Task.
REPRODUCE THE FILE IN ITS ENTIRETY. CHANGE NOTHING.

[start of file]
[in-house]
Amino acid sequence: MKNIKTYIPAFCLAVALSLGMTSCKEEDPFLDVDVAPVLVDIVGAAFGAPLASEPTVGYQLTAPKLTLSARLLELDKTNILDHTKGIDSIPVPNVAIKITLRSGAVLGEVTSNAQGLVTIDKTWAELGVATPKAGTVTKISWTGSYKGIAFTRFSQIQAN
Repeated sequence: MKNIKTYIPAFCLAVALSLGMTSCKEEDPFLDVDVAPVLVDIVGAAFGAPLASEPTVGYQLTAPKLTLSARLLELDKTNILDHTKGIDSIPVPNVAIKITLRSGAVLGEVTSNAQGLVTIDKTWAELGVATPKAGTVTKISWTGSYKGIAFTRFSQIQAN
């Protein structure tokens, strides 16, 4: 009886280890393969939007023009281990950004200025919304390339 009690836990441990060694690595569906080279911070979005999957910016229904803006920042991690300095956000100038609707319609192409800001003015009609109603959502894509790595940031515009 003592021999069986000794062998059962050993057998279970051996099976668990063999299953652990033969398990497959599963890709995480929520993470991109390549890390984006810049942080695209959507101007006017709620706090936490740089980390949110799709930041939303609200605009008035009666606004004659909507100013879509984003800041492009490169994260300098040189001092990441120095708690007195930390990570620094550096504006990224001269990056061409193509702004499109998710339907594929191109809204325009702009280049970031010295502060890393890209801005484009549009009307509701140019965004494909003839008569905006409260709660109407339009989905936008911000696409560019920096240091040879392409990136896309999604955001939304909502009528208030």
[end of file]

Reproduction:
[in-house]
Amino acid sequence: MKNIKTYIPAFCLAVALSLGMTSCKEEDPFLDVDVAPVLVDIVGAAFGAPLASEPTVGYQLTAPKLTLSARLLELDKTNILDHTKGIDSIPVPNVAIKITLRSGAVLGEVTSNAQGLVTIDKTWAELGVATPKAGTVTKISWTGSYKGIAFTRFSQIQAN
Repeated sequence: MKNIKTYIPAFCLAVALSLGMTSCKEEDPFLDVDVAPVLVDIVGAAFGAPLASEPTVGYQLTAPKLTLSARLLELDKTNILDHTKGIDSIPVPNVAIKITLRSGAVLGEVTSNAQGLVTIDKTWAELGVATPKAGTVTKISWTGSYKGIAFTRFSQIQAN
């Protein structure tokens, strides 16, 4: 009886280890393969939007023009281990950004200025919304390339 009690836990441990060694690595569906080279911070979005999957910016229904803006920042991690300095956000100038609707319609192409800001003015009609109603959502894509790595940031515009 003592021999069986000794062998059962050993057998279970051996099976668990063999299953652990033969398990497959599963890709995480929520993470991109390549890390984006810049942080695209959507101007006017709620706090936490740089980390949110799709930041939303609200605009008035009666606004004659909507100013879509984003800041492009490169994260300098040189001092990441120095708690007195930390990570620094550096504006990224001269990056061409193509702004499109998710339907594929191109809204325009702009280049970031010295502060890393890209801005484009549009009307509701140019965004494909003839008569905006409260709660109407339009989905936008911000696409560019920096240091040879392409990136896309999604955001939304909502009528208030």